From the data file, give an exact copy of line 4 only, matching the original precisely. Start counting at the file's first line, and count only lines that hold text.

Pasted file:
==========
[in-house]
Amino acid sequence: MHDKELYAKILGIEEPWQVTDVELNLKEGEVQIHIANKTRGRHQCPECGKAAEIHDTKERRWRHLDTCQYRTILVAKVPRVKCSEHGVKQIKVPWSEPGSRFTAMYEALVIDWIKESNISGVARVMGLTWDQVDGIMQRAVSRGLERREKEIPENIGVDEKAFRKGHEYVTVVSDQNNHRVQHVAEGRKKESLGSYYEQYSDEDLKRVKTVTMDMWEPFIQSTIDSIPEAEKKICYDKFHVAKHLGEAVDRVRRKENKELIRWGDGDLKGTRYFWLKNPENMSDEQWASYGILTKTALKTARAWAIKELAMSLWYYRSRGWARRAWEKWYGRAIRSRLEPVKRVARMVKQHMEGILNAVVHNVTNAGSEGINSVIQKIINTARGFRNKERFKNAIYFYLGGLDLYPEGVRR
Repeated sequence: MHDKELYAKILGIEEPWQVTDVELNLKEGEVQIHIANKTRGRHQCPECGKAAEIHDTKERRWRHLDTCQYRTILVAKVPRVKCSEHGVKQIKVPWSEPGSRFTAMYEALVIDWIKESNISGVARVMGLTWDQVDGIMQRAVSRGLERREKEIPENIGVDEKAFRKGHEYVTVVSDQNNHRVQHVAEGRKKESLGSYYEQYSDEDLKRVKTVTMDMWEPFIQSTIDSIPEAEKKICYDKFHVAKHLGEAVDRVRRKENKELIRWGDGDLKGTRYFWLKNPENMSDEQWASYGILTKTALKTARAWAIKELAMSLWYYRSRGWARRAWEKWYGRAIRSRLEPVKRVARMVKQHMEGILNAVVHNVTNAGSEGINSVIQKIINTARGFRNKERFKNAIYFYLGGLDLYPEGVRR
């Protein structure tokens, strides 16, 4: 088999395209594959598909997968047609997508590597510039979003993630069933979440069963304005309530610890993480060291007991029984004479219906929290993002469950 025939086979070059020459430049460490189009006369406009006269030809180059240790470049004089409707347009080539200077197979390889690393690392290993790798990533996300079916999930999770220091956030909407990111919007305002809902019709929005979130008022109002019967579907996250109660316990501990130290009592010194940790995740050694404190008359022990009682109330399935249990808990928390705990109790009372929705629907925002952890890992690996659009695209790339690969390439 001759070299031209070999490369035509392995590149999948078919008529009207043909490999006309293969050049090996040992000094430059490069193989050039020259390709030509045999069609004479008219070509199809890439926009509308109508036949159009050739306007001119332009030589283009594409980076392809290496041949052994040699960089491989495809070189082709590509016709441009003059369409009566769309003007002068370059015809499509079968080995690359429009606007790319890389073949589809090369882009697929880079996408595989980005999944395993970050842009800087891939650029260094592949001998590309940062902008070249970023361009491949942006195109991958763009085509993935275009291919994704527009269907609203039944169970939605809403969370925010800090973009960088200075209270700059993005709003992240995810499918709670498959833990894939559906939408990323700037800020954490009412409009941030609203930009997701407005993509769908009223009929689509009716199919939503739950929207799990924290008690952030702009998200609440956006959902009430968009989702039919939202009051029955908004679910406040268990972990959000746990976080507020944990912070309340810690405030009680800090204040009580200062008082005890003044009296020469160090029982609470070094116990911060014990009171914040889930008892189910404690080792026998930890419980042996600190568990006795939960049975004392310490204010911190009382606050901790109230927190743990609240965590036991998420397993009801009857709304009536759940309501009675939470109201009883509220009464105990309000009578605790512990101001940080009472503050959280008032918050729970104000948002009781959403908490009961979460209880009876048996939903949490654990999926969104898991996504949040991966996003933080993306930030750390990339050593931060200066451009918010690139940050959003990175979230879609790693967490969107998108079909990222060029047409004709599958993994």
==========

């Protein structure tokens, strides 16, 4: 088999395209594959598909997968047609997508590597510039979003993630069933979440069963304005309530610890993480060291007991029984004479219906929290993002469950 025939086979070059020459430049460490189009006369406009006269030809180059240790470049004089409707347009080539200077197979390889690393690392290993790798990533996300079916999930999770220091956030909407990111919007305002809902019709929005979130008022109002019967579907996250109660316990501990130290009592010194940790995740050694404190008359022990009682109330399935249990808990928390705990109790009372929705629907925002952890890992690996659009695209790339690969390439 001759070299031209070999490369035509392995590149999948078919008529009207043909490999006309293969050049090996040992000094430059490069193989050039020259390709030509045999069609004479008219070509199809890439926009509308109508036949159009050739306007001119332009030589283009594409980076392809290496041949052994040699960089491989495809070189082709590509016709441009003059369409009566769309003007002068370059015809499509079968080995690359429009606007790319890389073949589809090369882009697929880079996408595989980005999944395993970050842009800087891939650029260094592949001998590309940062902008070249970023361009491949942006195109991958763009085509993935275009291919994704527009269907609203039944169970939605809403969370925010800090973009960088200075209270700059993005709003992240995810499918709670498959833990894939559906939408990323700037800020954490009412409009941030609203930009997701407005993509769908009223009929689509009716199919939503739950929207799990924290008690952030702009998200609440956006959902009430968009989702039919939202009051029955908004679910406040268990972990959000746990976080507020944990912070309340810690405030009680800090204040009580200062008082005890003044009296020469160090029982609470070094116990911060014990009171914040889930008892189910404690080792026998930890419980042996600190568990006795939960049975004392310490204010911190009382606050901790109230927190743990609240965590036991998420397993009801009857709304009536759940309501009675939470109201009883509220009464105990309000009578605790512990101001940080009472503050959280008032918050729970104000948002009781959403908490009961979460209880009876048996939903949490654990999926969104898991996504949040991966996003933080993306930030750390990339050593931060200066451009918010690139940050959003990175979230879609790693967490969107998108079909990222060029047409004709599958993994």